Taura Syndrome Virus (TSV) has adversely affected the shrimp culture industries of the Americas. First recognized in 1992, this vital agent has spread throughout the shrimp growing regions of South and Central America to become established in North America in the short span of 5 yr. Diagnostic methods for TSV include histopathology, bioassay using susceptible Penaeus vannamei as the indicator species and in situ hybridization with TSV specific complimentary DNA (cDNA) gene probes. An additional method for detecting TSV is through the use of reverse transcription polymerase chain reaction (RT-PCR). Two oligonucleotide primers were selected using the sequence information from a cloned cDNA segment of the TSV genome. The primers, designated 9195 and 9992, used in the RT-PCR procedure amplify a 231 base pair (bp) fragment of the cDNA. Using the RT-PCR technique, TSV has been detected in the hemolymph of P. stylirostris and P. vannamei with experimentally induced TSV infections.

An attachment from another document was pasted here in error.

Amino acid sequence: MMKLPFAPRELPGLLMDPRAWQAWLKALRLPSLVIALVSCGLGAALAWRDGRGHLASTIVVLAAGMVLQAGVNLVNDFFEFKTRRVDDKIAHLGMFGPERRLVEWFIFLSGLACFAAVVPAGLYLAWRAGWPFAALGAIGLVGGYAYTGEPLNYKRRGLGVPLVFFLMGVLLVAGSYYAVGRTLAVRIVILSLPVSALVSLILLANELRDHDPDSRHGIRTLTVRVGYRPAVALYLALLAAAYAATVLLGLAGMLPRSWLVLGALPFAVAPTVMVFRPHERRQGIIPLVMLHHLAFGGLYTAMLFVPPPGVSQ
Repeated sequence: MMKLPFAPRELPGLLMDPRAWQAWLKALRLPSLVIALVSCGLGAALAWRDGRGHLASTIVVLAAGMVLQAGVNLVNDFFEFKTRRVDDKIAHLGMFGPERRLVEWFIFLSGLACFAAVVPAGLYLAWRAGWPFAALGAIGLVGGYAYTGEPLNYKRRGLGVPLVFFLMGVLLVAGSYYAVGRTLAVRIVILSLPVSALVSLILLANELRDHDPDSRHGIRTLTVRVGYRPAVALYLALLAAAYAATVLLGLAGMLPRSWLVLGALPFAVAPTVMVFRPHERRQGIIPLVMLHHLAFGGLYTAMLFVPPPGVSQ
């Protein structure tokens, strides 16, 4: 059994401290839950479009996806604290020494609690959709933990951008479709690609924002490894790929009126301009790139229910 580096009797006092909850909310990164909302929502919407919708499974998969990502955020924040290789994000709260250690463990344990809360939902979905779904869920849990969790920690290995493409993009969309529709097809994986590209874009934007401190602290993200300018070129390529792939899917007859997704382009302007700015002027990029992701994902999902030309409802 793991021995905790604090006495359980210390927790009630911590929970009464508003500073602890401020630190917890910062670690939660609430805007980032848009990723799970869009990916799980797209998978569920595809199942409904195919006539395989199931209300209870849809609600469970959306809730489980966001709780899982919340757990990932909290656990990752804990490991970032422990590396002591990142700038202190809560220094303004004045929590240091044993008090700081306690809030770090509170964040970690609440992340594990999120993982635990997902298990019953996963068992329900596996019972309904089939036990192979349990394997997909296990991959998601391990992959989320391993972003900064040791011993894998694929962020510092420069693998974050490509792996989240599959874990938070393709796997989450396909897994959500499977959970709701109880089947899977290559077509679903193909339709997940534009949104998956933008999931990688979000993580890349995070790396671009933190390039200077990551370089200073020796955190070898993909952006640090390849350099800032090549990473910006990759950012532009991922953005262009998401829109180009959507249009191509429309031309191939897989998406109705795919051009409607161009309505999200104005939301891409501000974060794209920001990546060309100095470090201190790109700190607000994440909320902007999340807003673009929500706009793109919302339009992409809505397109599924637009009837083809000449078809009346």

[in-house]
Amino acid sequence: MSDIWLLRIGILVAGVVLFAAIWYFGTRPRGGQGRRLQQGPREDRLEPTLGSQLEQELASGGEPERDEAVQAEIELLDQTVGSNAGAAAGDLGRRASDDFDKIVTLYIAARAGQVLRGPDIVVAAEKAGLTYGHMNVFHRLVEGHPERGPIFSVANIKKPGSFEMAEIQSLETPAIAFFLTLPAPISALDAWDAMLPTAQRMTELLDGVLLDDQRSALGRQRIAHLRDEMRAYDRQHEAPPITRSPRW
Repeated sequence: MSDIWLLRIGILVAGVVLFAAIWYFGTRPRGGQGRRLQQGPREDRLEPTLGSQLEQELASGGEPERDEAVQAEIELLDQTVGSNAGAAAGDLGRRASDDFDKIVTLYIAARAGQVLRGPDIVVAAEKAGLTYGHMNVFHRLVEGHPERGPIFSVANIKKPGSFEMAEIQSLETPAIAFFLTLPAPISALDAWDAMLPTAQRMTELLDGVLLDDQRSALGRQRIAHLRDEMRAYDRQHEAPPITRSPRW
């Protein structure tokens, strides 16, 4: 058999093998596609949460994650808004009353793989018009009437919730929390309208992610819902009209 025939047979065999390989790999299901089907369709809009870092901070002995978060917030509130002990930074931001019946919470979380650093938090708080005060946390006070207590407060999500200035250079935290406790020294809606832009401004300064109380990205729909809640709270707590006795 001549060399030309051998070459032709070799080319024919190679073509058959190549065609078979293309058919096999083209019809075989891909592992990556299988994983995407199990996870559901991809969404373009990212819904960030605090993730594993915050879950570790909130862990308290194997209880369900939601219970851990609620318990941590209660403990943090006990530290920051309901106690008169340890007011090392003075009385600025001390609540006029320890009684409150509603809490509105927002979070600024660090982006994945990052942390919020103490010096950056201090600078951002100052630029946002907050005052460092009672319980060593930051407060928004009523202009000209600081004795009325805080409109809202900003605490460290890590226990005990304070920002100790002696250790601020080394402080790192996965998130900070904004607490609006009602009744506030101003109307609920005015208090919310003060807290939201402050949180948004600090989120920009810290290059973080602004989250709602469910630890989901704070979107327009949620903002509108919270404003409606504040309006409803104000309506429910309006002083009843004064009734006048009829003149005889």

- Penaeid shrimp
- Taura Syndrome Virus (TSV)
ASJC Scopus subject areas
- Ecology, Evolution, Behavior and Systematics
- Aquatic Science